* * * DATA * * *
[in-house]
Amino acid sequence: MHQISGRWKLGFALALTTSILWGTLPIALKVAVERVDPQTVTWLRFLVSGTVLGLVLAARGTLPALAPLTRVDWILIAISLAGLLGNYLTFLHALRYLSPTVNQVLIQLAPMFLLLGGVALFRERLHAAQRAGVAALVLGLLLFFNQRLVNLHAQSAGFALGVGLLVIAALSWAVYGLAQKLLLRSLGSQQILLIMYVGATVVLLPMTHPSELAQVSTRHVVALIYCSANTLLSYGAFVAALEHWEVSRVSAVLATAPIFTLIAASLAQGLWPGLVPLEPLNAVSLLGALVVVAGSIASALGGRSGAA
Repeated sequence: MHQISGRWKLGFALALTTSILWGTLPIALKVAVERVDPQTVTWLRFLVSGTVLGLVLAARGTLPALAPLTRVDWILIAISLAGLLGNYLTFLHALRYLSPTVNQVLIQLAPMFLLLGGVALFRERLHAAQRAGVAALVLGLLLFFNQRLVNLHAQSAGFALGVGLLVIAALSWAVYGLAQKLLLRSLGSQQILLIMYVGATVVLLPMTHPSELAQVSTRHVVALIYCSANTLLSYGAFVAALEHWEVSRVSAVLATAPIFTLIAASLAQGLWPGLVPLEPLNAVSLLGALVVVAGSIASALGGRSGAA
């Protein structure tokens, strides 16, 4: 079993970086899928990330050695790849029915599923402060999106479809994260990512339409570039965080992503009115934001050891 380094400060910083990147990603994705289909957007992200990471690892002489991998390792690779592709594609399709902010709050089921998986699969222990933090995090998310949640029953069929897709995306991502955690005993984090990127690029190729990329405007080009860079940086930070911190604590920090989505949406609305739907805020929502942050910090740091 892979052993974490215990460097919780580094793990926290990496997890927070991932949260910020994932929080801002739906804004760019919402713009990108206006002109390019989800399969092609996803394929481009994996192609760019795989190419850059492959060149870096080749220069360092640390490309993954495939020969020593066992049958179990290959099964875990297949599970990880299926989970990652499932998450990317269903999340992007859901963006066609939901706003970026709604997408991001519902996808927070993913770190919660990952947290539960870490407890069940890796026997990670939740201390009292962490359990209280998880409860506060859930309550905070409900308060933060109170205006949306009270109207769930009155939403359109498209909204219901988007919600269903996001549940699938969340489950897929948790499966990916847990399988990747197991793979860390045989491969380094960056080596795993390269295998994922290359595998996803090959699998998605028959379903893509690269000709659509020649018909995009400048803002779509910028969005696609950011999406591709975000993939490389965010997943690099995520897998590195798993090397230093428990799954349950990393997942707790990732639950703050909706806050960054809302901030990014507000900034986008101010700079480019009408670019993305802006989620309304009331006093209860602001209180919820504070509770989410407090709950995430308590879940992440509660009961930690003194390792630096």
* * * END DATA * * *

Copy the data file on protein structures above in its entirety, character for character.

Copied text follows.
[in-house]
Amino acid sequence: MHQISGRWKLGFALALTTSILWGTLPIALKVAVERVDPQTVTWLRFLVSGTVLGLVLAARGTLPALAPLTRVDWILIAISLAGLLGNYLTFLHALRYLSPTVNQVLIQLAPMFLLLGGVALFRERLHAAQRAGVAALVLGLLLFFNQRLVNLHAQSAGFALGVGLLVIAALSWAVYGLAQKLLLRSLGSQQILLIMYVGATVVLLPMTHPSELAQVSTRHVVALIYCSANTLLSYGAFVAALEHWEVSRVSAVLATAPIFTLIAASLAQGLWPGLVPLEPLNAVSLLGALVVVAGSIASALGGRSGAA
Repeated sequence: MHQISGRWKLGFALALTTSILWGTLPIALKVAVERVDPQTVTWLRFLVSGTVLGLVLAARGTLPALAPLTRVDWILIAISLAGLLGNYLTFLHALRYLSPTVNQVLIQLAPMFLLLGGVALFRERLHAAQRAGVAALVLGLLLFFNQRLVNLHAQSAGFALGVGLLVIAALSWAVYGLAQKLLLRSLGSQQILLIMYVGATVVLLPMTHPSELAQVSTRHVVALIYCSANTLLSYGAFVAALEHWEVSRVSAVLATAPIFTLIAASLAQGLWPGLVPLEPLNAVSLLGALVVVAGSIASALGGRSGAA
């Protein structure tokens, strides 16, 4: 079993970086899928990330050695790849029915599923402060999106479809994260990512339409570039965080992503009115934001050891 380094400060910083990147990603994705289909957007992200990471690892002489991998390792690779592709594609399709902010709050089921998986699969222990933090995090998310949640029953069929897709995306991502955690005993984090990127690029190729990329405007080009860079940086930070911190604590920090989505949406609305739907805020929502942050910090740091 892979052993974490215990460097919780580094793990926290990496997890927070991932949260910020994932929080801002739906804004760019919402713009990108206006002109390019989800399969092609996803394929481009994996192609760019795989190419850059492959060149870096080749220069360092640390490309993954495939020969020593066992049958179990290959099964875990297949599970990880299926989970990652499932998450990317269903999340992007859901963006066609939901706003970026709604997408991001519902996808927070993913770190919660990952947290539960870490407890069940890796026997990670939740201390009292962490359990209280998880409860506060859930309550905070409900308060933060109170205006949306009270109207769930009155939403359109498209909204219901988007919600269903996001549940699938969340489950897929948790499966990916847990399988990747197991793979860390045989491969380094960056080596795993390269295998994922290359595998996803090959699998998605028959379903893509690269000709659509020649018909995009400048803002779509910028969005696609950011999406591709975000993939490389965010997943690099995520897998590195798993090397230093428990799954349950990393997942707790990732639950703050909706806050960054809302901030990014507000900034986008101010700079480019009408670019993305802006989620309304009331006093209860602001209180919820504070509770989410407090709950995430308590879940992440509660009961930690003194390792630096």